Choosing a Headhunter
How can you choose a headhunter who will work effectively for you?
Consider using a headhunter who works in your specific industry. If you belong to a professional association, they may be able to provide a list of recruiters.
Use recruiting online directories to generate a list of recruiters. The Recruiters Online database is searchable by over 150 specialties, as well as by location and keyword. i-Recruit.com has a directory of recruiters listed by specialty and by location. Network with business colleagues and acquaintances to get suggestions. Check LinkedIn to see if you're connected with a recruiter or someone who can refer you to one.
Turn the tables and spend some time interviewing the recruiter. This is an important professional relationship, and you need to be sure it's going to work. Ask how long the recruiter has been with the company. Also, ask about the process and how they market your resume and present it to potential employers.
Ask the recruiter for references and check them. Talk to clients about the services that were provided and what they thought of them. Also, ask if they would use the recruiter again. Finally, make sure you are comfortable with both the company and the individual. There needs to be a fit between your style and the style of the people who are representing you.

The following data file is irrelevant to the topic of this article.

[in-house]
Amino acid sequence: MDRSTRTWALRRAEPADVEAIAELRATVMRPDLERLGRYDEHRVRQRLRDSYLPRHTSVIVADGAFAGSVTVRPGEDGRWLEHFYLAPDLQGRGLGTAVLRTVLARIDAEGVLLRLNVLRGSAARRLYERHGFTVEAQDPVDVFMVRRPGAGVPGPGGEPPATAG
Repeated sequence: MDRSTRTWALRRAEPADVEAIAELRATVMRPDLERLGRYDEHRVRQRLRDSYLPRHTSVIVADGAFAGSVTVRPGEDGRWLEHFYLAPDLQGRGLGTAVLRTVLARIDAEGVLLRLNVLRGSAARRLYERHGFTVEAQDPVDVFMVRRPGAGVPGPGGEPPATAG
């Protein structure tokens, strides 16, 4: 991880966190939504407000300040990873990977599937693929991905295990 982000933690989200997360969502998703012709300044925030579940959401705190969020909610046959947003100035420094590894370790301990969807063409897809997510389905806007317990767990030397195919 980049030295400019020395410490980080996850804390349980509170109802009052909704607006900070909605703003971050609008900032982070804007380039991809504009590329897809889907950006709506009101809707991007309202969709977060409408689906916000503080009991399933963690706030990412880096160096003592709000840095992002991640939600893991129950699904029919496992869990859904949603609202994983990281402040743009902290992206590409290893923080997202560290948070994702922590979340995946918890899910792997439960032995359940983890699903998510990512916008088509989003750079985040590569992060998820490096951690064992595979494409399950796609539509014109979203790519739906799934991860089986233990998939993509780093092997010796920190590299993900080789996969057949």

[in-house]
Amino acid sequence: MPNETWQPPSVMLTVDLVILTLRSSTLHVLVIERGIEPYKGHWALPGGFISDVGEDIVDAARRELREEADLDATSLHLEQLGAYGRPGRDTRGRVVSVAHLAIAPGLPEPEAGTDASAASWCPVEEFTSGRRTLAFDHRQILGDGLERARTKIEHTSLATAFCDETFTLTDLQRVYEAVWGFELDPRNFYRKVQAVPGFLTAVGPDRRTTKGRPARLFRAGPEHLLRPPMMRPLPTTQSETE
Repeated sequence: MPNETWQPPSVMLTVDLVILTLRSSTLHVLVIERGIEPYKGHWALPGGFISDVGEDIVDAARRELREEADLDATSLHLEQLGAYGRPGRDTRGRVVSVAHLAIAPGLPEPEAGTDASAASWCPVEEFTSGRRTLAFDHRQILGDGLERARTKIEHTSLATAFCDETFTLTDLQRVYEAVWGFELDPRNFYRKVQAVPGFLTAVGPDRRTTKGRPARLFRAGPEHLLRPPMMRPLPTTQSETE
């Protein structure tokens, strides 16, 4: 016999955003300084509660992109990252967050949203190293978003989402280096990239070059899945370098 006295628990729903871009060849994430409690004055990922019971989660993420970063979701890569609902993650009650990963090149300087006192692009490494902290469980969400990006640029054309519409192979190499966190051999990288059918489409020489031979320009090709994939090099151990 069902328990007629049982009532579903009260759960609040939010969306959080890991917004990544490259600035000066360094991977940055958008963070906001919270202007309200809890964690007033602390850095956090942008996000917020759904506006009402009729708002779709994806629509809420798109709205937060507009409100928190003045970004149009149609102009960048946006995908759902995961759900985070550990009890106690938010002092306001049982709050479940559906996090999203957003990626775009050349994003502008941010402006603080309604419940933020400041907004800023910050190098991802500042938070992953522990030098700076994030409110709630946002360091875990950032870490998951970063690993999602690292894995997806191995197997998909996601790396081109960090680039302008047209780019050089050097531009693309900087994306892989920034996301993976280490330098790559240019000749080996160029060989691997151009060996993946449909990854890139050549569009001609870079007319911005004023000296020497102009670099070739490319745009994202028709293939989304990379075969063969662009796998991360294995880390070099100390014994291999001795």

Remember that using a recruiter should only be one step in your job search. There is no guarantee if, or when, a lead will turn into a job offer. So, do not stop your own job search efforts and don't stop networking or looking for potential opportunities on your own. Do let the recruiter know that you are seeking other opportunities.
What’s in a Name? Employment agencies help job seekers find work. Search firms focus on industry, skillset, and/or job level. Headhunters/recruiters can help market your resume and may contact you to fill a position.
Who Pays the Bill? Generally, it’s best to avoid agencies and recruiters who charge job seekers.
Looking for a Headhunter? Use recruiting directories and your network to find recruiters. Don’t be afraid to ask for references when you’re interviewing with potential recruiters.
Don’t Rely on One Resource Headhunters and search firms can be helpful, but don’t depend on a single person or company for results.